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Facebook Messenger Is A Stand-Alone Web App Now Too

Don't worry, you can still use to send messages. For now.

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Messenger, Facebook's messaging app, is coming for your computer. Facebook released a stand-alone web version Wednesday, openable in any browser tab.

This new iteration of the messaging application comes after Facebook gave the world a glimpse of what it's going to become at last month's F8 developers conference. Messenger is its own platform, tied to but not reliant on Facebook itself. Apps are developed to work natively within Messenger; retailers are recruited to let customers order, track, and modify purchases through Messenger; and Facebook developed a peer-to-peer payment system to send contacts money directly through Messenger.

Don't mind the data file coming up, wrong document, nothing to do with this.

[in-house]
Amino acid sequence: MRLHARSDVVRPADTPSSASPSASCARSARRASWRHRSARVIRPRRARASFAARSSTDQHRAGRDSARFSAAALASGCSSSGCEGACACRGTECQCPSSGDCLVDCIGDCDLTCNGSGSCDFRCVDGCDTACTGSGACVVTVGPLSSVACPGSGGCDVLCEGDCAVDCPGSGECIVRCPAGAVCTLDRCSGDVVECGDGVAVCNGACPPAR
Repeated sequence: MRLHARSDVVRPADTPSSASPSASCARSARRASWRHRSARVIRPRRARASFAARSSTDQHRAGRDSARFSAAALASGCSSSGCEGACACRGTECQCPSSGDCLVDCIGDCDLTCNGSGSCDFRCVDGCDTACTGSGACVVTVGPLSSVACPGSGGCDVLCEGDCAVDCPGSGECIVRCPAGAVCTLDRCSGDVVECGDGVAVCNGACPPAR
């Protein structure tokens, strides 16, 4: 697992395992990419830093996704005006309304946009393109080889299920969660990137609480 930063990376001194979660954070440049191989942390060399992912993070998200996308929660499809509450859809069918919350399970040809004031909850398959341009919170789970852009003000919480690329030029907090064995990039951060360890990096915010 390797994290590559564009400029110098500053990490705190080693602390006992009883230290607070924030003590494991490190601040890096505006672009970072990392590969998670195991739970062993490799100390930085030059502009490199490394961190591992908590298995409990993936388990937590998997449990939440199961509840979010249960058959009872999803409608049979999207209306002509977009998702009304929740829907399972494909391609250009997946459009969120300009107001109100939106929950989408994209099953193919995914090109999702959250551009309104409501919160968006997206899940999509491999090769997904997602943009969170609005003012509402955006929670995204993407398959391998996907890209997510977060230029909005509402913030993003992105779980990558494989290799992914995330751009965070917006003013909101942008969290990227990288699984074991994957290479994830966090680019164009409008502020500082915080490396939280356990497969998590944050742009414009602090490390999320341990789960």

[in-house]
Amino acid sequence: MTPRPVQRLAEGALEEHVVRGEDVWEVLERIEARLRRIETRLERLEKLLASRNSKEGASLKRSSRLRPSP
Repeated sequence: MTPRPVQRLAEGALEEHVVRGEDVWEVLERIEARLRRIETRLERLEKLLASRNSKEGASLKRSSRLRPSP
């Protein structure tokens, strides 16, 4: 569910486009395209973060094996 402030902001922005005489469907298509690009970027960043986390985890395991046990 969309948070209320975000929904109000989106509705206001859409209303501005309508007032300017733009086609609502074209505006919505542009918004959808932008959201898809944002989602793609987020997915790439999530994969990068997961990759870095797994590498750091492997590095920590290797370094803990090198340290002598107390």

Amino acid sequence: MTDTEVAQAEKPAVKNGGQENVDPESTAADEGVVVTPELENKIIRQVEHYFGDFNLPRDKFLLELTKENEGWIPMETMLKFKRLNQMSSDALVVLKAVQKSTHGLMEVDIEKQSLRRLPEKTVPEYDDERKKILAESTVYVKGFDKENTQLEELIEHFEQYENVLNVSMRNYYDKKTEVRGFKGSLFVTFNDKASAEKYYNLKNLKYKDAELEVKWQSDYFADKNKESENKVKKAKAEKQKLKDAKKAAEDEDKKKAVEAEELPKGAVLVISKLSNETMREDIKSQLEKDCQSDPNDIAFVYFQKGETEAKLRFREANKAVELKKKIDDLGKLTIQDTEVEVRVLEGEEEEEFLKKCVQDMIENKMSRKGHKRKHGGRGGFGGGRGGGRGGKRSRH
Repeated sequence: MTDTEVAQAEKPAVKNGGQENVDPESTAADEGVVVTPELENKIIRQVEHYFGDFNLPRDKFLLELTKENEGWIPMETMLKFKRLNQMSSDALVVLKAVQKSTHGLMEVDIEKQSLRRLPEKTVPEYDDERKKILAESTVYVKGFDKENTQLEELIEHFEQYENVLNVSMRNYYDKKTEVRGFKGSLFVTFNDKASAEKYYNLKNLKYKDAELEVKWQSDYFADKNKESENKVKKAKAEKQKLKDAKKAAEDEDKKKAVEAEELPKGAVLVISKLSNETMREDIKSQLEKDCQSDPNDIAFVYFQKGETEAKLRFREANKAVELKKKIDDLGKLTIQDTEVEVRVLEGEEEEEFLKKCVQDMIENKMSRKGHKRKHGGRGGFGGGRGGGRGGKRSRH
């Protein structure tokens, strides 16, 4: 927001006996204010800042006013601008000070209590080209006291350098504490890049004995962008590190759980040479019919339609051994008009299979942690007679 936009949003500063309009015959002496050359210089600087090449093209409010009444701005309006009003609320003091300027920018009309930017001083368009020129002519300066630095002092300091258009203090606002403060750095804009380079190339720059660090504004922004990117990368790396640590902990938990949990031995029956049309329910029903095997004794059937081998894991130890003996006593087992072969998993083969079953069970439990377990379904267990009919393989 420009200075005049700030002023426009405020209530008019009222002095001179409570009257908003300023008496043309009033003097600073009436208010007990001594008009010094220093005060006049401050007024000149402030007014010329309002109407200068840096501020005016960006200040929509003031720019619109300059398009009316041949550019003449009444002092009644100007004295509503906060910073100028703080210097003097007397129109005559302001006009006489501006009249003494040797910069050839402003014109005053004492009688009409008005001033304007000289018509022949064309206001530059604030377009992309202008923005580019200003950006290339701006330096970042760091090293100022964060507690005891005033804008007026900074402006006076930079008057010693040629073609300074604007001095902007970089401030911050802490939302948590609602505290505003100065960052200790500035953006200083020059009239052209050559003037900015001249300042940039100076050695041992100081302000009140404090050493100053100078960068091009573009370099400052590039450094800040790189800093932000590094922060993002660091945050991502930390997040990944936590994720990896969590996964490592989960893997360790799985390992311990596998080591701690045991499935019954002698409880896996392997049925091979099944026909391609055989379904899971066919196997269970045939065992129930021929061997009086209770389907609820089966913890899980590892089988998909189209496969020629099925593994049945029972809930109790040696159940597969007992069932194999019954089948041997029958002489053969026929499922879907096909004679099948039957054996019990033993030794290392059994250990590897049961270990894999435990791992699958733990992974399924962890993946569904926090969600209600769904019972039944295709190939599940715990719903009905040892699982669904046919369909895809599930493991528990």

By releasing a web version, Facebook is further establishing Messenger as its own distinct platform by making sure it works anywhere. It also highlights an interesting trend in the development of Facebook-owned social platforms. Instagram, WhatsApp, and Messenger all started as mobile apps, and benefitted from the quick adoption and heavy use that comes with having the app in a pocket and on a homescreen. It's only once they're established that Facebook creates a web version for non-mobile devices.

The web version of Messenger is available starting today at .

Brendan Klinkenberg is a tech reporter for BuzzFeed News and is based in San Francisco.

Contact Brendan Klinkenberg at

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